IT'S fair to say that John Dennis is a student of the game, and the 25-year-old Austin Stacks players has absorbed the lessons well. He concedes that Colm Cooper taught him "a bit of a lesson" when he marked the Gooch in the 2010 county final. We remind Dennis that Cooper has schooled the very best defenders in the land, so there is no shame in that.
As a Construction Management student in CIT for the last four years Dennis has probably learned as much with Sigerson Cup teams as he has in the lecture hall. He cites the former Cork defender Ray Carey as a particular inspiration, while playing and training alongside Colm O'Neill, Paul Kerrigan and Daniel Goulding has helped Dennis hone his own defensive skills. Always learning, always improving.
Dennis has been training with the Stacks seniors since he was 17, but admits he hasn't enjoyed too much success with the club. He points to a photo of the team that won an U-21 club championship a few years back as the highlight of his Stacks career, and help but show the pride he has in that medal and that team. Shane Carroll, Fiachra Mangan and Barry Shanahan are team mates he has soldiered with at underage level, and now that tight group of friends are helping to backbone the senior team.
He played at wing back in that 2010 final defeat, but now he has established himself as a tenacious corner back. He says that previous manager Wayne Quillinan helped him with his tackling, and not to be so rash in jumping in. The new manager, Stephen Stack, has, Dennis feels, taken the team on another level, instiling more coolness and confidence into the collective unit.
"Stephen will get the best out of a player. He will ring you before a game and fill you with confidence. It's a open forum (at training) he will listen to every player and take everything on board. Every player on the panel is important to him. He has really worked on team bonding and he has brought us together even tighter. His big word since the start of the year was 'tightness' and getting the group tighter, and from that there is a real honesty in the group. That honesty has spilled into training and preparation. In the past fellas might have been afraid to give a team mate a bollocking and tell him to up it, but now I think we're all confident enough to do that," Dennis says.
"I feel we have improved, yeah. You look at players like Greg Horan who has come in, Ronan Shanahan, Ferghal McNamara, Darragh O'Brien, David Mannix, these are all great young players, very talented and very level-headed. The discipline side of our game has improved too. Stephen has really worked a lot on that this year. Keeping a level, cool head on the pitch is kind of half the battle.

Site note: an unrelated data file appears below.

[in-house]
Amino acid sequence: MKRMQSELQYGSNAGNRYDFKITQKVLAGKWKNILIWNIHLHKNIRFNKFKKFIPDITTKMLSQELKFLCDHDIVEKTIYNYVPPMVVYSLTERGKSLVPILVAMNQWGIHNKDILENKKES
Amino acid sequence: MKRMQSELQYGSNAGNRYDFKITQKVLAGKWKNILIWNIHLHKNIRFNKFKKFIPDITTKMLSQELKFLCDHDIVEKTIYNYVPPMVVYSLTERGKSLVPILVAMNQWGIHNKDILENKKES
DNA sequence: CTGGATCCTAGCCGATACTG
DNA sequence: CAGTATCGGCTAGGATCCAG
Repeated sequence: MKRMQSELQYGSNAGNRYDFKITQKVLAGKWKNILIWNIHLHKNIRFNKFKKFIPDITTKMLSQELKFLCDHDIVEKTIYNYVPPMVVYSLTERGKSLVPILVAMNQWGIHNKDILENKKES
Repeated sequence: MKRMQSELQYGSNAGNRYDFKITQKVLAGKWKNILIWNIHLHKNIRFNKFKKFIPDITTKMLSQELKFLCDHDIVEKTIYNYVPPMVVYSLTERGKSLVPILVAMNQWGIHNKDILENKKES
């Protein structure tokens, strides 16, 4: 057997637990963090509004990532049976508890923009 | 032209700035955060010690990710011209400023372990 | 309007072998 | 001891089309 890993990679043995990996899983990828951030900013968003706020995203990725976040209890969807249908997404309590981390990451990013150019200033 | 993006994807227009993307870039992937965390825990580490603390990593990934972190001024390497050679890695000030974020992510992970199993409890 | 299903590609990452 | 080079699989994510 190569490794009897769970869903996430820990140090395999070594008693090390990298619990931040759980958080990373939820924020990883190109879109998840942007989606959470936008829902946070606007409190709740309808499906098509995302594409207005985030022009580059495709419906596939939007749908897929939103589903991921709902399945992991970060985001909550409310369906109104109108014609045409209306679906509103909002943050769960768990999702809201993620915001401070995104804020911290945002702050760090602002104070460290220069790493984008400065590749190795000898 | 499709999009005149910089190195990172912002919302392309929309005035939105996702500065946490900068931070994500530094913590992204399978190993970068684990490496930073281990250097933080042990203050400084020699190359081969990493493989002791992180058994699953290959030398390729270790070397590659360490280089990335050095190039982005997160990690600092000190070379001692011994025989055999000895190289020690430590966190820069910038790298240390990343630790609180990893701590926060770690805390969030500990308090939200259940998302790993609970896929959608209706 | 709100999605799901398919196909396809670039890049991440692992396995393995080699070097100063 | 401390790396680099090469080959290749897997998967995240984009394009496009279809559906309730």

"We were growing as a team over the last few years and we didn't really know each other as a team. Back in 2010 you have Barry Shanahan's age group coming together with William Kirby, whereas now we have all played together for a period and we know each other much better now. The last couple of years were a transitional period. When Crokes finally won their first county title they were probably at the stage where we are at now. They had got used to each other. Gooch knew how Jamie Doolan played, for example."
He can reflect on that 2010 final against Crokes now with a bit more clarity. He enjoyed the experience of preparing and playing in a county final, and at 22 the disappointment of losing it probably didn't fully sink in for a while. Now Stacks are back in the final three years on - against Crokes again - and Dennis appreciates more what it's all about.
"A few of us were a bit green. It was our first time there. Crokes had gone the hard way about it, having lost a few (finals) before that. I was marking Gooch and I got a bit of a lesson. It was a great occasion, and it's great to have something like that to be looking forward to in October. You'd enjoy the run up to it, but you're still just waiting for the day to arrive. You're not nervous but you just want the game to happen.
"Both teams know each other very well. We have played each other in the championship every year since that final. It was tough to take, losing in any county final is tough, but you have to try and learn from it."
And learn from it he will, as John Dennis has been doing all his football career. If absorbing the lessons of past success and defeat counted for anything Dennis would already be a county champion.